Blowing fuse on Craftsman riding mower after startup

tomplum

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SO the green seat switches are normally open and typically have a little shorting clip in the connector, which pries out. Could be your culprit. I'm too tired to think further tonight...
 
  
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rangerfredbob

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The seat switch was replaced last year I think? it's the normally open type that closes when you sit down, when it went out I replaced it with a piece of flattened Romex until the replacement came, there's no chip in the connector and the seat switch functions (just checked)

The relay isn't shorted I don't think, I jumped 85 and 86 and it clicks, 30 and 87A have continuity sitting idle as it should and 30 and 87 are open normally like they should be and about 85 ohms across the coil. I do have another relay but it's a Cole Herse with a reverse diode (to switch 85 has to be power and 86 ground) and without a schematic I didn't want to try... the Hella relay that's on it is just a resistor...

I took the rear fender off, found the gas tank cracked... it's small, hopefully the plastic welder will fix it... I didn't find anything odd in the seat switch wiring...

I did replace the ignition switch last year with an Amazon special, any possibility of that being an issue? What about the voltage regulator on the engine?
 

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could it be a loose wire, shorting out on the metal somewhere ? that was the problem I had last year ... went thtough 6=7 fuses randomly blowing as I manouvered around.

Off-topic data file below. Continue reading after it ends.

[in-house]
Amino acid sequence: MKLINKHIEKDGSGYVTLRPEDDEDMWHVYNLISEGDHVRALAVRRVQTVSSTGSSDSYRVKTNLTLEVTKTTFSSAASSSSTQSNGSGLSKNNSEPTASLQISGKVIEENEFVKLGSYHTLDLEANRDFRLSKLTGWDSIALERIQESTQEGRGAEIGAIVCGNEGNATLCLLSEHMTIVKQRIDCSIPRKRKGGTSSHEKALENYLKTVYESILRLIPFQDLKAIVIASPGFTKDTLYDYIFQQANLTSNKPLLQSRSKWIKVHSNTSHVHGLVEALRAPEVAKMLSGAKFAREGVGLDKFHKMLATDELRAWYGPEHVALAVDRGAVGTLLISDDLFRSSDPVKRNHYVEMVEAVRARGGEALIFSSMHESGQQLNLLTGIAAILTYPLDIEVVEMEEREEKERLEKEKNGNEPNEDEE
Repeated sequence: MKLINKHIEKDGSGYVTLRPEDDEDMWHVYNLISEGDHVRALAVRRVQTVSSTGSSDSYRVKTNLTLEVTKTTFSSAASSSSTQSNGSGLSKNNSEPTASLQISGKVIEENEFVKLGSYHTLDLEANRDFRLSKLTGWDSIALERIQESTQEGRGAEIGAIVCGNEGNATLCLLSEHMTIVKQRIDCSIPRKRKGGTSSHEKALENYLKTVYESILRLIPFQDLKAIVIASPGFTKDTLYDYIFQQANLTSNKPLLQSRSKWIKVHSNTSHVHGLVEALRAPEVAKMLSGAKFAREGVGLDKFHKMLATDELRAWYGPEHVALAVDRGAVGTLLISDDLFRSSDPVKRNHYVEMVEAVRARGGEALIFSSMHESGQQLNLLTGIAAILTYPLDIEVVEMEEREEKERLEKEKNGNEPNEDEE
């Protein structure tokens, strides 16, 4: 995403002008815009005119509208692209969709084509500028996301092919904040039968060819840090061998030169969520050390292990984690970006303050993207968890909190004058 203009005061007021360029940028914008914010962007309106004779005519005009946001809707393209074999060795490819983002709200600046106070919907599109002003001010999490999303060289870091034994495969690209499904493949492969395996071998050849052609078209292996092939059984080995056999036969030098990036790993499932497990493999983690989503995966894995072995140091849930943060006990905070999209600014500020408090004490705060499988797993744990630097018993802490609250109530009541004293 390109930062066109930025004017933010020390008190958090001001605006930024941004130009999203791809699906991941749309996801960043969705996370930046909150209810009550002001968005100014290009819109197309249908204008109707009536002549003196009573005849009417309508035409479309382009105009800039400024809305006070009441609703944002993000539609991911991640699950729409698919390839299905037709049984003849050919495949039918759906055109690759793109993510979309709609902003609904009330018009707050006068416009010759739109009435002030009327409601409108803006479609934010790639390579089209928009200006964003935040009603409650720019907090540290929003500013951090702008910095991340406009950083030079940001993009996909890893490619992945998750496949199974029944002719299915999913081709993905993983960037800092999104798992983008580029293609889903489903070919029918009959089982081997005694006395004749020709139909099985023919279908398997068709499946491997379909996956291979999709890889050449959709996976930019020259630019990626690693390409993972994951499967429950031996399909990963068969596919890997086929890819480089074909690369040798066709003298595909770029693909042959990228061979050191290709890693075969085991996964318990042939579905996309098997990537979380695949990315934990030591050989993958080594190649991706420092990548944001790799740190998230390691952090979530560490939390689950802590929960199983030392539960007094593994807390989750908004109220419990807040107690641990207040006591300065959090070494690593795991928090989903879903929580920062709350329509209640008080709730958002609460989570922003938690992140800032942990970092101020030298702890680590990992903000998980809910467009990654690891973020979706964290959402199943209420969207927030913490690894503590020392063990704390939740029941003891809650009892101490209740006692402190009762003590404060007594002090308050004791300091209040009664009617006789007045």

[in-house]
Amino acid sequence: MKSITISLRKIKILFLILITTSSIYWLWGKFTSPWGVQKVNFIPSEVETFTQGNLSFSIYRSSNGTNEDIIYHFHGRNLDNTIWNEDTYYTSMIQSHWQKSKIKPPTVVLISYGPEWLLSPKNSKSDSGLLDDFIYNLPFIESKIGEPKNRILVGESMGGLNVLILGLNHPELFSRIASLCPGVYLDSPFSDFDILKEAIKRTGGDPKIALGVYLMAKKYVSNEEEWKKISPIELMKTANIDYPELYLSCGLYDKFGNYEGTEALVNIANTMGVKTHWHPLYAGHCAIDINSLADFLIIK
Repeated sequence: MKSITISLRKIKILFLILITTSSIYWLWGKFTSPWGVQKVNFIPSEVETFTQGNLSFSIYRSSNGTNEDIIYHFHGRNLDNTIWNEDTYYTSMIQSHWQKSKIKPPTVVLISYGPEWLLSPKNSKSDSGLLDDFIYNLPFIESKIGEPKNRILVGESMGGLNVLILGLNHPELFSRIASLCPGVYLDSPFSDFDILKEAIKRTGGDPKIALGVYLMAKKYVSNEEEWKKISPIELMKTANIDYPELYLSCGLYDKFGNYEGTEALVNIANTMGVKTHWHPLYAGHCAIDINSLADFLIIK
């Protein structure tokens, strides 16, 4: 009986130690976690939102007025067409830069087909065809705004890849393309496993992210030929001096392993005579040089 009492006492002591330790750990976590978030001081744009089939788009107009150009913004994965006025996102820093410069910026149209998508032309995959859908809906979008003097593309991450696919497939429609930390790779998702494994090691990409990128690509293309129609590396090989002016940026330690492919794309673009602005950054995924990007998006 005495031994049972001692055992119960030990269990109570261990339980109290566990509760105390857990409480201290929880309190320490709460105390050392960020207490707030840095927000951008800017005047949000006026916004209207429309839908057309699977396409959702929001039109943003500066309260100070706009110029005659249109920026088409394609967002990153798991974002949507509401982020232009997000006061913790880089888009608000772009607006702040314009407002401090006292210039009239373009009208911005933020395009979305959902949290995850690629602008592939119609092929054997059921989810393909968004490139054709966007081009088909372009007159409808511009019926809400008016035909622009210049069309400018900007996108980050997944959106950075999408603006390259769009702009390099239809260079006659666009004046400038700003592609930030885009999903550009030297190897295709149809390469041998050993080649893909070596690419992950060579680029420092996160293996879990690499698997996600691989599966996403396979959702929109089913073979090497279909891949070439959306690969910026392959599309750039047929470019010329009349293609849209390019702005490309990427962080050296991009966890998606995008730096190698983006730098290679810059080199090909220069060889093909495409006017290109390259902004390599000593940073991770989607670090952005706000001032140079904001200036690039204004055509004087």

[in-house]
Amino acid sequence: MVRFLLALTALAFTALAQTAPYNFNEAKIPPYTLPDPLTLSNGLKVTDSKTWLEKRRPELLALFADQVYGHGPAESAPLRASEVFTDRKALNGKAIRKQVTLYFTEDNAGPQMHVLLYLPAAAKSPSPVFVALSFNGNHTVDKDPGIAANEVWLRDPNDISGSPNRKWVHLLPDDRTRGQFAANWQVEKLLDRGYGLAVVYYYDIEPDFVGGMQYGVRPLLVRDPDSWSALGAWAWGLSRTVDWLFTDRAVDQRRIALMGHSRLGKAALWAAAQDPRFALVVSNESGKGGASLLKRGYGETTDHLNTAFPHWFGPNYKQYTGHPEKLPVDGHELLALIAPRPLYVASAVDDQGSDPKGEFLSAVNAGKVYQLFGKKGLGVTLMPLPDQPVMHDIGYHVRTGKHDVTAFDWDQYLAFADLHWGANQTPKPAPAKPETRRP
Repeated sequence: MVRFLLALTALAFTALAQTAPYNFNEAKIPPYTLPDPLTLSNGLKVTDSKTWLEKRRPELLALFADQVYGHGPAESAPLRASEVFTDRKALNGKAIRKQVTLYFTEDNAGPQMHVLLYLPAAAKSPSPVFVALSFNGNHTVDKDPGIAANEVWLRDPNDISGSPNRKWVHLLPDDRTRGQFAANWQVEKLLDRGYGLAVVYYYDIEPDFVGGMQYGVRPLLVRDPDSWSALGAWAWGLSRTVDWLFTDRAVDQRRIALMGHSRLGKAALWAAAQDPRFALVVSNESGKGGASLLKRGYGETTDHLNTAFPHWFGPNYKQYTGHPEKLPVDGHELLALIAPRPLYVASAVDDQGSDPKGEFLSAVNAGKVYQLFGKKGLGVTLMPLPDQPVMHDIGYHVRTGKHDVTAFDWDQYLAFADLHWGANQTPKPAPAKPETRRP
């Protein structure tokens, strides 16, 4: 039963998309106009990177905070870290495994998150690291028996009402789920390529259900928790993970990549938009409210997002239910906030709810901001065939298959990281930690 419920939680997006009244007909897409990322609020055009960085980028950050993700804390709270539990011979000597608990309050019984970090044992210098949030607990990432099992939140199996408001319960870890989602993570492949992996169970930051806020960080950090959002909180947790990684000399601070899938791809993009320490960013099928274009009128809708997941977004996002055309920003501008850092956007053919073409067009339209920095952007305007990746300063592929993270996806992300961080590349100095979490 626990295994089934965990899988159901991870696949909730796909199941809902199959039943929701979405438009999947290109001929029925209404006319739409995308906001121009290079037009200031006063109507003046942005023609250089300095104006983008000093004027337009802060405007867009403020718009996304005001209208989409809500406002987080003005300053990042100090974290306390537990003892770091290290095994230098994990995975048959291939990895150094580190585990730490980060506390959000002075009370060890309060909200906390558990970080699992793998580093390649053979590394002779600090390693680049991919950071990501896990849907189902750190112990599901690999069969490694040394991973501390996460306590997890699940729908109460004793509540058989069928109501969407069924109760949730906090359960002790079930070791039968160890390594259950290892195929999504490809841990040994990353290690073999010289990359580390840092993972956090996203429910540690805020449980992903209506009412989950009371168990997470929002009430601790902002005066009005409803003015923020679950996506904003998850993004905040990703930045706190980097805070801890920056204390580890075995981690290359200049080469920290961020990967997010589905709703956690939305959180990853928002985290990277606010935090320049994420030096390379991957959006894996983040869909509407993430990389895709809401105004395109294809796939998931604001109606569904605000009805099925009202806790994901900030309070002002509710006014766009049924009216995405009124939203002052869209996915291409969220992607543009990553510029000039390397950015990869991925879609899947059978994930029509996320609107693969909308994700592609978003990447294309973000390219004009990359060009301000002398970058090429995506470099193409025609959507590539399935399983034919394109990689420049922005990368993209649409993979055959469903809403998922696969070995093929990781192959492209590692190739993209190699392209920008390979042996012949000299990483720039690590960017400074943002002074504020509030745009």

Roadworthy

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On my Craftsman the seat switch is easily removed by turning a quarter turn to the left. It comes right out of the seat. It is actually two switches in one. There is a normally open part that closes when you sit down and a normally closed part that opens when you sit down. The switch could have failed internally or the wiring going to it could have rubbed through. I suspect part of the ignition circuit is wired through the seat switch such that when you get up it opens the ignition circuit. I've never seen a schematic of the thing, though.
 
  
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rangerfredbob

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This is one of the single switch versions, just two wires

I guess I need to look into the whole circuit diagram if I can find one, see what all goes into the fuse... for whatever reason the headlights aren't working, but I haven't paid attention to if they have worked lately... the wife has been doing most of the mowing this summer but got behind... I suppose I should look into the voltage output of the regulator with the engine running too...
 
  
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rangerfredbob

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I'm running out of ideas, there's no chafed wires anywhere that I can see, I've moved them all and it acts the same... it's a component but can't figure out what one!